The evidence that the “animal spirits” — Keynes’s term to describe consumer confidence — are collapsing is coming thick and fast. The latest publication of GfK’s consumer confidence index provides scary reading for George Osborne. Consumer confidence in January has dropped 8 points this month to -29, the lowest figure since March 2009, when it was -30.
January saw decreases across all five measures — the most notable being in the “major purchase” index, which dropped a scary 21 points. These series are good predictors of what is going to happen to consumer spending.
Nick Moon of GfK NOP Social Research, comments:
January’s 8-point drop represents an astonishing collapse in consumer confidence. In the 35 years since the Index began, confidence has only slumped this much in a single month on six occasions, the last being November to December 1994 . . .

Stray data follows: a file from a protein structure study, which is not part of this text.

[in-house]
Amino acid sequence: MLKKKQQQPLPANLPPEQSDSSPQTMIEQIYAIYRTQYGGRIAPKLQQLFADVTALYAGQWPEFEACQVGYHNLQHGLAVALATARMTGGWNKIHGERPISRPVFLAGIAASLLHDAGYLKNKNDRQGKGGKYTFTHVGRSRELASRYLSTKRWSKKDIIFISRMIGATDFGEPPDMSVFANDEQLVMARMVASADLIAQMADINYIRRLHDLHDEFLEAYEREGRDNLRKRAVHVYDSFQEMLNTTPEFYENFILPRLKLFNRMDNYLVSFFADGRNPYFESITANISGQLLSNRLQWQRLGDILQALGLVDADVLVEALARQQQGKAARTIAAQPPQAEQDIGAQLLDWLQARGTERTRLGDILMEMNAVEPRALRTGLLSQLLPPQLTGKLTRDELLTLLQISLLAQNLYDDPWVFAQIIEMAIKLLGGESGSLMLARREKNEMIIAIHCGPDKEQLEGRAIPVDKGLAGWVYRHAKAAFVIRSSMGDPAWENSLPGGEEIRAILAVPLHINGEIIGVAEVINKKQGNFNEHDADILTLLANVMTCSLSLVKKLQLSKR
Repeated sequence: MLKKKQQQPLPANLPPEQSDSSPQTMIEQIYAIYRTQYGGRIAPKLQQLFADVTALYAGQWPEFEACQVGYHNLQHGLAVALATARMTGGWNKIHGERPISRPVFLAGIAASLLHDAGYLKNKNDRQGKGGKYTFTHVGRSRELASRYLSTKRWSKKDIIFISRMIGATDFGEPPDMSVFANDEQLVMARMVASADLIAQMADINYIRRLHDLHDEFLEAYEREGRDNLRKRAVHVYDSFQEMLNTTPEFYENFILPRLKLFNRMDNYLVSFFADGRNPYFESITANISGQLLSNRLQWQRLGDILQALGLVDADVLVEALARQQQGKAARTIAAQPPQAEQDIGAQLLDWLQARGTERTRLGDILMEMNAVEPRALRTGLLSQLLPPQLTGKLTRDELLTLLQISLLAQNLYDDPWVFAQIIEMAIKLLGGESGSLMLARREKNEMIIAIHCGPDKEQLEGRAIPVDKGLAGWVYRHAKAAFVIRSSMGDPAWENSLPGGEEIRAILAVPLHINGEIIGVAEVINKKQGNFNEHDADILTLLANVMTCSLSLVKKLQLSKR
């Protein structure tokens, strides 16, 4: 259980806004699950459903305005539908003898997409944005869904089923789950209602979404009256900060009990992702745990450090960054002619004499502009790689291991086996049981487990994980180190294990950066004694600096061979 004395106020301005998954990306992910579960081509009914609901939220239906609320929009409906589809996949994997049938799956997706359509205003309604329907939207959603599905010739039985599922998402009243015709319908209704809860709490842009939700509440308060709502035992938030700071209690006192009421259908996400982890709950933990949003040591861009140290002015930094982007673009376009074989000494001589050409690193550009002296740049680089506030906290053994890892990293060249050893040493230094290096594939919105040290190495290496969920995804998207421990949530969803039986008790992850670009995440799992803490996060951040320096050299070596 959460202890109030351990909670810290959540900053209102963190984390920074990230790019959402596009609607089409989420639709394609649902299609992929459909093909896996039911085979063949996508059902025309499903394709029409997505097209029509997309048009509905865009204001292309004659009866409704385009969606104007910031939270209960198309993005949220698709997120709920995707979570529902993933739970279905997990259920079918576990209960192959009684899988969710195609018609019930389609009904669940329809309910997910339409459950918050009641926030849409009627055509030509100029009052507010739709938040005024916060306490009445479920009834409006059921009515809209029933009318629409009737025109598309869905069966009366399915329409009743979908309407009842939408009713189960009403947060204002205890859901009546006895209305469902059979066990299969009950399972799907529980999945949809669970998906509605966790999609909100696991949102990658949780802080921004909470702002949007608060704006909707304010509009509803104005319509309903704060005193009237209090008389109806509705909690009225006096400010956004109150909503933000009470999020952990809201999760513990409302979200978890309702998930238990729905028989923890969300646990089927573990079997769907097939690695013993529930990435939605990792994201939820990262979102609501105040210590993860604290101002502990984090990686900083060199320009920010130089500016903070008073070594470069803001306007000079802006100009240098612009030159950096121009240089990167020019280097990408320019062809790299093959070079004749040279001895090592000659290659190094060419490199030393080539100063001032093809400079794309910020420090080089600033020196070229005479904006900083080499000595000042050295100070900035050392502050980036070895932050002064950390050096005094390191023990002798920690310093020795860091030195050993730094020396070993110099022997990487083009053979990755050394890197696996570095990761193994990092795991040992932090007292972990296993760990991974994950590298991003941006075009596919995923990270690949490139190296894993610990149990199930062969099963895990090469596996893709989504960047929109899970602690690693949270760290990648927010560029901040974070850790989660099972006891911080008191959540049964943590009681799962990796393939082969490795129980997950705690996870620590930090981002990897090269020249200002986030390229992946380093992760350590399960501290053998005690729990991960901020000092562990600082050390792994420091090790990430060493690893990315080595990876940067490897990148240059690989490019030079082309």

Today’s figures, when combined with the bleak economic forecast, will make talk of a double dip recession unavoidable.
The Guardian reported that Downing Street insisted that the slump did not mark a long-term drop in what they argued is overall robust consumer confidence. Robust it surely isn’t. Up is down, down is up.
It is not surprising, then, that Osborne is considering his first U-turn on the 1p rise in fuel duty, due to be introduced in April — overruling Danny Alexander, who had ruled it out a few days ago despite Cameron’s pleading. Asked on radio yesterday what he could do, Osborne said: “We can override it, we are looking at that.” I bet he is. I suspect there will be a gaggle of U-turns to come.